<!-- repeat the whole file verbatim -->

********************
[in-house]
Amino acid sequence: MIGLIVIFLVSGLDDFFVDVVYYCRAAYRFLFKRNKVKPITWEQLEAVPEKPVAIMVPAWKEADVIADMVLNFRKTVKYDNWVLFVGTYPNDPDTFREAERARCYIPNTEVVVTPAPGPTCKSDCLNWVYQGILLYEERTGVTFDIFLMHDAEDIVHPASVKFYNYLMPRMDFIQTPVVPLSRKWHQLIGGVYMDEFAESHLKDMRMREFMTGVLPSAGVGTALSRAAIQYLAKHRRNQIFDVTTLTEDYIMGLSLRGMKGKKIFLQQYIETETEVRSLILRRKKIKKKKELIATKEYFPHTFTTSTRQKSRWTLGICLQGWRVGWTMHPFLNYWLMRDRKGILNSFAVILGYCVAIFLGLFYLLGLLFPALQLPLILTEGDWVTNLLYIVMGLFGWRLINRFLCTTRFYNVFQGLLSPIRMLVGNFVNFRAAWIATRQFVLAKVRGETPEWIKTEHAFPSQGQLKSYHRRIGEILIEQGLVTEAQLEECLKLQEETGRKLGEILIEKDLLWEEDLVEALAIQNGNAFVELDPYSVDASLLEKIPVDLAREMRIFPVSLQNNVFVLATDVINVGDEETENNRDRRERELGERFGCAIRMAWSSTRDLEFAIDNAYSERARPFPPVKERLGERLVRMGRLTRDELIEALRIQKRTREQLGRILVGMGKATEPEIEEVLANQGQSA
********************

[in-house]
Amino acid sequence: MIGLIVIFLVSGLDDFFVDVVYYCRAAYRFLFKRNKVKPITWEQLEAVPEKPVAIMVPAWKEADVIADMVLNFRKTVKYDNWVLFVGTYPNDPDTFREAERARCYIPNTEVVVTPAPGPTCKSDCLNWVYQGILLYEERTGVTFDIFLMHDAEDIVHPASVKFYNYLMPRMDFIQTPVVPLSRKWHQLIGGVYMDEFAESHLKDMRMREFMTGVLPSAGVGTALSRAAIQYLAKHRRNQIFDVTTLTEDYIMGLSLRGMKGKKIFLQQYIETETEVRSLILRRKKIKKKKELIATKEYFPHTFTTSTRQKSRWTLGICLQGWRVGWTMHPFLNYWLMRDRKGILNSFAVILGYCVAIFLGLFYLLGLLFPALQLPLILTEGDWVTNLLYIVMGLFGWRLINRFLCTTRFYNVFQGLLSPIRMLVGNFVNFRAAWIATRQFVLAKVRGETPEWIKTEHAFPSQGQLKSYHRRIGEILIEQGLVTEAQLEECLKLQEETGRKLGEILIEKDLLWEEDLVEALAIQNGNAFVELDPYSVDASLLEKIPVDLAREMRIFPVSLQNNVFVLATDVINVGDEETENNRDRRERELGERFGCAIRMAWSSTRDLEFAIDNAYSERARPFPPVKERLGERLVRMGRLTRDELIEALRIQKRTREQLGRILVGMGKATEPEIEEVLANQGQSA